Frailty is a dynamic condition experienced by many older adults. It is a vulnerability to adverse outcomes resulting from an interaction of physical, socio-economic and co-morbidity factors: major adverse events are more common among frail patients in comparison to non-frail patients. (1)
Why is it important?
Prevalence of frailty is higher in women and increases with age
Social vulnerability, aging, and chronic disease lends to development of frail elderly individuals
When an individual is frail the impact of an “illness” further impairs function and ability to cope
Frailty causes increased risk of other diseases
In-hospital mortality is higher among frail patients than among non-frail patients (1)
Frail individuals are more likely to become functionally dependent; have a lower quality of life; and are more often re-admitted to hospital than non-frail individuals
Frailty increases the risk for adverse health outcomes such as falls, hospitalization, increased length of stay, increased costs, with worsening of outcomes including mortality and need for long term placement (1) (3)
Components of the Comprehensive Geriatric Exam can be used to flag issues for further review with Geriatric Periodic Health Exam Focus should be on:
Early identification of onset and acute illness, optimizing sensory inputs, assessing cognition/mood, reviewing medications, and promoting regular exercise and nutrition supplementation.
Optimizing chronic disease management strategies and modify geriatric syndromes (e.g. falls, immobility, confusion, depression, incontinence)
Implementing necessary environmental changes/adaptations and maximization of community and socio-economic supports
Encouraging activity and socialization in order to help prevent advancing frailty
1. Bagshaw, S.M., et al (2014). Association between frailty and short and long-term outcomes among critically ill patients: a multicenter prospective cohort study. CMAJ, 186 (2), doi: 10.1503/cmaj.130639. Retrieved Feb. 2014 from: http://www.cmaj.ca/content/186/2/E95
This 5-Item Geriatric Depression Scale (GDS) screening / assessment tool is used for identifying depression in older adults. Applicable for a wide range of settings and can be used with older adults including those with mild to moderate cognitive impairment. 1 page.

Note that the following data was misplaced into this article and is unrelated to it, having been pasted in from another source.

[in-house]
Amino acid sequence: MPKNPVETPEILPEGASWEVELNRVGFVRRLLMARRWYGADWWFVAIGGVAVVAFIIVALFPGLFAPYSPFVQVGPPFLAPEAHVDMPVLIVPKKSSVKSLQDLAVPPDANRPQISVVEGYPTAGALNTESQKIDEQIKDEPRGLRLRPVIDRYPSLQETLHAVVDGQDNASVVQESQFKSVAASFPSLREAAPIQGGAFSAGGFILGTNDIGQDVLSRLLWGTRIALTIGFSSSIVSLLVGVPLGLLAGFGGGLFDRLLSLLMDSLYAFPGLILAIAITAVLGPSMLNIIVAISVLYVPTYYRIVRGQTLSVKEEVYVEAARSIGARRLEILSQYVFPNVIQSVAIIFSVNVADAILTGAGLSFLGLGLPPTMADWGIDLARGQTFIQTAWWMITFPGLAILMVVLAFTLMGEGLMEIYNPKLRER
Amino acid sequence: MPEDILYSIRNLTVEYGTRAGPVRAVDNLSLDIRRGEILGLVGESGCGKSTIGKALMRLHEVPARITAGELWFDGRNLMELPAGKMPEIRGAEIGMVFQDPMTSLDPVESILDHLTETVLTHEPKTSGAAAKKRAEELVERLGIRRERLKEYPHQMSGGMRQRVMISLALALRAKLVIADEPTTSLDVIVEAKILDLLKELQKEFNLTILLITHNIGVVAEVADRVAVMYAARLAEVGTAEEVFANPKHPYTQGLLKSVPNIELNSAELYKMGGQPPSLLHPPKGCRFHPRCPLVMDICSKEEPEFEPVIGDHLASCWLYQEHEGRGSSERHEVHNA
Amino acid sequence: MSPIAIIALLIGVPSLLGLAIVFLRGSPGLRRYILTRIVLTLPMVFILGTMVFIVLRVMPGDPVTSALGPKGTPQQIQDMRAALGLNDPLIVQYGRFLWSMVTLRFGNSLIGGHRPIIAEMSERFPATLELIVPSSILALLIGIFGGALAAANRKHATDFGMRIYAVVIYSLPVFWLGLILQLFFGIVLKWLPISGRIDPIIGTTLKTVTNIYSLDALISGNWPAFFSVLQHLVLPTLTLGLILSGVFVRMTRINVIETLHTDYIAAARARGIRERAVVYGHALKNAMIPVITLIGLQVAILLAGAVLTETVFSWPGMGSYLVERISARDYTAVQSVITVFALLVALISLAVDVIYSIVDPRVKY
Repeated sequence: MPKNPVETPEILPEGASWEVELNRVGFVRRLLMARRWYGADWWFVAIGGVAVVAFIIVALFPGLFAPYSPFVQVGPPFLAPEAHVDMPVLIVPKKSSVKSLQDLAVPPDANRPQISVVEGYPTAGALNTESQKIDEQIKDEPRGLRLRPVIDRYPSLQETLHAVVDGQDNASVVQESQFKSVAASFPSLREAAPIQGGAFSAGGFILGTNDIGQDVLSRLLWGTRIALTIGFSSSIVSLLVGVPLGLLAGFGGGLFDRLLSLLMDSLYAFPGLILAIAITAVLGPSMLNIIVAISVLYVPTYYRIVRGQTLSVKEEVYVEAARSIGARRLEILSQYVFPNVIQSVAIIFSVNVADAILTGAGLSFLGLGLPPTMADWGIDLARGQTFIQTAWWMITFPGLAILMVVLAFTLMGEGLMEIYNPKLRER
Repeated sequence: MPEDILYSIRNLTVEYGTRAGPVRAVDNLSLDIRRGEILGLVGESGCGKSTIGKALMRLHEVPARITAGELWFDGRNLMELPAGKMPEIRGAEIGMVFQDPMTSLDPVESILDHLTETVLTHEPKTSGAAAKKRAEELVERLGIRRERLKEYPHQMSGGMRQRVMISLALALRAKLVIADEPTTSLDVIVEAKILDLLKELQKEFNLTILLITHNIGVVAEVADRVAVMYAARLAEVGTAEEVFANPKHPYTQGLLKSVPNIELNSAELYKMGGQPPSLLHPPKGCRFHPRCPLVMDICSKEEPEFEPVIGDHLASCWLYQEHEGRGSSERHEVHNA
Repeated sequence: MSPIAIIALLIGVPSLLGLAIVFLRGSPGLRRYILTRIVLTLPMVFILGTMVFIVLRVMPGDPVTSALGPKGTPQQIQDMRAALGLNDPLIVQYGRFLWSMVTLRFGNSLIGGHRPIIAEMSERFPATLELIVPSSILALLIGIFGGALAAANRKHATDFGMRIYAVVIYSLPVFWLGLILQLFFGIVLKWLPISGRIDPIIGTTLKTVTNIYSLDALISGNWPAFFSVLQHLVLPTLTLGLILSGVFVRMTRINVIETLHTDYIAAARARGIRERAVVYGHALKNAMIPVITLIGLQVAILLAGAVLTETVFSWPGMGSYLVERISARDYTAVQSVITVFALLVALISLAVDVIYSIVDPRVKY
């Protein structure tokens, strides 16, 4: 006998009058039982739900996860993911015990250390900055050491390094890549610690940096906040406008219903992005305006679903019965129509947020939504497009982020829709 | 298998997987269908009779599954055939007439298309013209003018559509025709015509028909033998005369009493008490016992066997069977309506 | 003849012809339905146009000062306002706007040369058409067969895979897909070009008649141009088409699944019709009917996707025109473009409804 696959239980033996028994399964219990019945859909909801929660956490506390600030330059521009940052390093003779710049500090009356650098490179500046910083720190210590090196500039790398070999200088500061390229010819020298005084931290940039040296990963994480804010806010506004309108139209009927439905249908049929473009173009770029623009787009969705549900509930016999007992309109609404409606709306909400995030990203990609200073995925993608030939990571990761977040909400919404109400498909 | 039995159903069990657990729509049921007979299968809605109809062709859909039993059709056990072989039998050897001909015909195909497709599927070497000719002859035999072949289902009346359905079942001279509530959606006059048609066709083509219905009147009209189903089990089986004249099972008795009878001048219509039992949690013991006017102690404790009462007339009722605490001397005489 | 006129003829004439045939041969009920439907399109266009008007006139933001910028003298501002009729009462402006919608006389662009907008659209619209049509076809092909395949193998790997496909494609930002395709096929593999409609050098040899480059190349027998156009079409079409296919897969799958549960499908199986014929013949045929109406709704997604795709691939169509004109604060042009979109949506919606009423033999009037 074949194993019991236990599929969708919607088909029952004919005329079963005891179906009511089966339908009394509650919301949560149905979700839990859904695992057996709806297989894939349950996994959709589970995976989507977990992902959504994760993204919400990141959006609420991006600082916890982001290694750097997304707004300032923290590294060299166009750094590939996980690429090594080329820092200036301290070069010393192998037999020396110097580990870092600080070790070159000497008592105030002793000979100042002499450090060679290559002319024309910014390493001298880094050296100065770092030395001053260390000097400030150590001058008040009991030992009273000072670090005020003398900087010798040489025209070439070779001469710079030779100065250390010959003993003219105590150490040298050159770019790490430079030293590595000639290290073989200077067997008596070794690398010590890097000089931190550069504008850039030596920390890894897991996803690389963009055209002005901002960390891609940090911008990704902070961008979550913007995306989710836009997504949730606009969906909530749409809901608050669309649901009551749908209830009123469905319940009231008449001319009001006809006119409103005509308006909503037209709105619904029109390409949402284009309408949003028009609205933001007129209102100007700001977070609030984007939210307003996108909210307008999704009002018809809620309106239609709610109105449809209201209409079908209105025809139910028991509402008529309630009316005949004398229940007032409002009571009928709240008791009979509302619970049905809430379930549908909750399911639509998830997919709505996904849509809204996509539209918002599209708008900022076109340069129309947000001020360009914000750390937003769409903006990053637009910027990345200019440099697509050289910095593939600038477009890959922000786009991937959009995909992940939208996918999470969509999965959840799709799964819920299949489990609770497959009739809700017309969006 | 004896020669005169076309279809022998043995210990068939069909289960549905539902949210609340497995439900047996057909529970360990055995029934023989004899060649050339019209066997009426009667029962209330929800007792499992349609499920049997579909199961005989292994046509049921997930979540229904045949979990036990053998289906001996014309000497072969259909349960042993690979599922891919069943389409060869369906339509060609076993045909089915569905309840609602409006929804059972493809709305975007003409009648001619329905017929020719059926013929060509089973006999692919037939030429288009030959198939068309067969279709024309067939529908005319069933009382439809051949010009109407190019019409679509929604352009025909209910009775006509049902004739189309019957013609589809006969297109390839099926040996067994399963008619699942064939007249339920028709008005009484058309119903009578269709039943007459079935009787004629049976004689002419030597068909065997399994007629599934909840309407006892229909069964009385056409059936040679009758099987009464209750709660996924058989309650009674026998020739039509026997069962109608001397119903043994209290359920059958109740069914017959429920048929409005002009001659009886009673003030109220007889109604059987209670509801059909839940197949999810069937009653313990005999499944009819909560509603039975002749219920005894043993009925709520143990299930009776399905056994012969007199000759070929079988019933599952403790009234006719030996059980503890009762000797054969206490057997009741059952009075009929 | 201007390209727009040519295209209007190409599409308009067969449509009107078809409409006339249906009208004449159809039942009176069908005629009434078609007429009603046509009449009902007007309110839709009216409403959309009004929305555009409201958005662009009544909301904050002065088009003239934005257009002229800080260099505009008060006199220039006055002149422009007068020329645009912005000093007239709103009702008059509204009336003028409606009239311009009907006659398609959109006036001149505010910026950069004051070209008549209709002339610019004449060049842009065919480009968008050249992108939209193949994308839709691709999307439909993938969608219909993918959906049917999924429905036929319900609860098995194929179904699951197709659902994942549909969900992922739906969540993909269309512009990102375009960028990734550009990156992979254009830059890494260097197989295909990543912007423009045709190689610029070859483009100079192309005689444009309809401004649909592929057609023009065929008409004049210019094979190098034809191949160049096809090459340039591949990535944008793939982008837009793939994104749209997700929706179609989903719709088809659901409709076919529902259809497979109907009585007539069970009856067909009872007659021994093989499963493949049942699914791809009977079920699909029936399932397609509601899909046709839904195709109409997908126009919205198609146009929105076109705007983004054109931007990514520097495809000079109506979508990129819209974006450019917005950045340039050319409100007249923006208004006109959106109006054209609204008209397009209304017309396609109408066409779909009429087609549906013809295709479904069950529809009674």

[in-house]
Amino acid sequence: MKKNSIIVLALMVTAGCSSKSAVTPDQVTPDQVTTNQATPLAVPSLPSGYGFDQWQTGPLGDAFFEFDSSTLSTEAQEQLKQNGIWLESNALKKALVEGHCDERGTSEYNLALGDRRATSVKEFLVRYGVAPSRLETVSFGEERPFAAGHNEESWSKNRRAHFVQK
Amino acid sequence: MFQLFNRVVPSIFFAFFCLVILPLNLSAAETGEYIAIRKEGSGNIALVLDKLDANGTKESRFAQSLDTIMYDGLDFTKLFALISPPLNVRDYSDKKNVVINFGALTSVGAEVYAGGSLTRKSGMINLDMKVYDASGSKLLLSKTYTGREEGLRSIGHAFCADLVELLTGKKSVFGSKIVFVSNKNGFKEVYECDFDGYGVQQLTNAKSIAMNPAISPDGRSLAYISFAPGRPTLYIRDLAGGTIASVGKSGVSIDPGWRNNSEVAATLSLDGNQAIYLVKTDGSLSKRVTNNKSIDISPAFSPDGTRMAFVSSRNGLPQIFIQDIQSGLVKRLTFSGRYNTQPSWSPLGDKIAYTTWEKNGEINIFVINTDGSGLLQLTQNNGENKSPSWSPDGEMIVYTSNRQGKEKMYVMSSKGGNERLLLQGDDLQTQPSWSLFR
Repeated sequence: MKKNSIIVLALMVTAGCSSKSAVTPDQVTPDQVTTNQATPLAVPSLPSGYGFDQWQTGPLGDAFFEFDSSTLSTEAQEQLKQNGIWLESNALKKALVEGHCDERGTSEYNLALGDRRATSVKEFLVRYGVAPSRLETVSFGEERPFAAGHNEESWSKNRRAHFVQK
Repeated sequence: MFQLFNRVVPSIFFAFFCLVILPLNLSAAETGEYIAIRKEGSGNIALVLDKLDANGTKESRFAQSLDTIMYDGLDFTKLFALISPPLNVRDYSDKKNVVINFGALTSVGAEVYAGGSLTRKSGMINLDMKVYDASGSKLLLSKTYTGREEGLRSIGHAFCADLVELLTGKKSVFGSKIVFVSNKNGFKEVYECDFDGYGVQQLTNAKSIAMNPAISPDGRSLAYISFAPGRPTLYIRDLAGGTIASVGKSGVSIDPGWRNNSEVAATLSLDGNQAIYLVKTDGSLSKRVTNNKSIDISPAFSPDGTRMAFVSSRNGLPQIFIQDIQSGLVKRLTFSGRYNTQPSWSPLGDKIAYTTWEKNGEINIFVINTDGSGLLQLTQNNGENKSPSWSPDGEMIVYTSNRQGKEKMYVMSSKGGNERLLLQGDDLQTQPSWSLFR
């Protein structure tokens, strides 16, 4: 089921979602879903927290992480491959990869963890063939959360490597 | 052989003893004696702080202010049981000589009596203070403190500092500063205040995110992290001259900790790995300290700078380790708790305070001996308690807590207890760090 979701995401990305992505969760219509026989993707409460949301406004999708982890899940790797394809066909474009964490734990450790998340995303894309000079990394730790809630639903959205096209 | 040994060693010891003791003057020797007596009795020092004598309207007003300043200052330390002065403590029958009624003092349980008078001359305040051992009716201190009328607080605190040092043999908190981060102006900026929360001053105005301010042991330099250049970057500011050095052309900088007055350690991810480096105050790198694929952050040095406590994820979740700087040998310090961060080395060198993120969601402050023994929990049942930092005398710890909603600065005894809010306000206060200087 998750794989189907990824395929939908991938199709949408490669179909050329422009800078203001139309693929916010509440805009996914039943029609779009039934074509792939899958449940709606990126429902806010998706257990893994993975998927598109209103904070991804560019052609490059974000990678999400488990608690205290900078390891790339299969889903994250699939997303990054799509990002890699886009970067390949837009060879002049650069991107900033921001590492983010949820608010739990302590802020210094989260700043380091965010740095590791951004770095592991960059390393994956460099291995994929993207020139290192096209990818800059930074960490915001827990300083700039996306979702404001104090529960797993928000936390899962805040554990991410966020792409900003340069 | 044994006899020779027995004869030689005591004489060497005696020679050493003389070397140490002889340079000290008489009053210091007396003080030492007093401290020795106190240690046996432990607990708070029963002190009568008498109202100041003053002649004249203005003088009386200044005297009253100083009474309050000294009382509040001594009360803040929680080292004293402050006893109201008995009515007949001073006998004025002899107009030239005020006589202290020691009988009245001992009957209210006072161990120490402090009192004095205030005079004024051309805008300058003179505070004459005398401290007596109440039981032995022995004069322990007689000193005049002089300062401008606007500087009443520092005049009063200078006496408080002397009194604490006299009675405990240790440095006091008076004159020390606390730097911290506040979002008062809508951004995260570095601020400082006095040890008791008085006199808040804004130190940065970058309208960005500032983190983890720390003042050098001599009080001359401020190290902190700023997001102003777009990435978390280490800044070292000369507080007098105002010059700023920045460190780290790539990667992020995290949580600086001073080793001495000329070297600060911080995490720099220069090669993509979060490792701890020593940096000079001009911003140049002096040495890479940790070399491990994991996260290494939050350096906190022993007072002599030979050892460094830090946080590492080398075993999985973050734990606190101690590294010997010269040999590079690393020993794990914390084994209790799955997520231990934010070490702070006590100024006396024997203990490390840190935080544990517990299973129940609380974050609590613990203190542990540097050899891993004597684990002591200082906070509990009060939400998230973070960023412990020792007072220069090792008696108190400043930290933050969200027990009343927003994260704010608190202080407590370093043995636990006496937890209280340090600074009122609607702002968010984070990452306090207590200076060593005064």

Pre-frailty and frailty is an example of an elder care issue that, when identified and treated, may negatively impact quality metrics for the simple reasons that older adults don’t respond as well to treatment as younger cohorts.
Frailty is a biological syndrome that reflects a state of decreased physiological reserve and vulnerability to stressors. Upward of 20 frailty assessment tools have been developed, with most tools revolving around the core phenotypic domains of frailty—slow walking speed, weakness, inactivity, exhaustion, and shrinking—as measured by physical performance tests and questionnaires.
The FRAX® tool has been developed by WHO to evaluate fracture risk of patients. It is based on individual patient models that integrate the risks associated with clinical risk factors as well as bone mineral density (BMD) at the femoral neck. Desktop and paper versions available. This webpage includes an interactive fracture risk calculation tool with instructions.
This document provides a complete health check up list for clinicians to use with adults, based on recommendations from the Canadian Task Force on Preventative Health Care (CTFPHC) It includes evidence and non evidence based components. 5 pages.
This reading list provides links to and summaries of a variety of open source resources related to delirium in older adults. Topics include risk factors related to hip fracture, the HELP program, delirium at the end-of-life, delirium in dementia, non-pharmacological interventions, nutrition and frailty. 3 pages.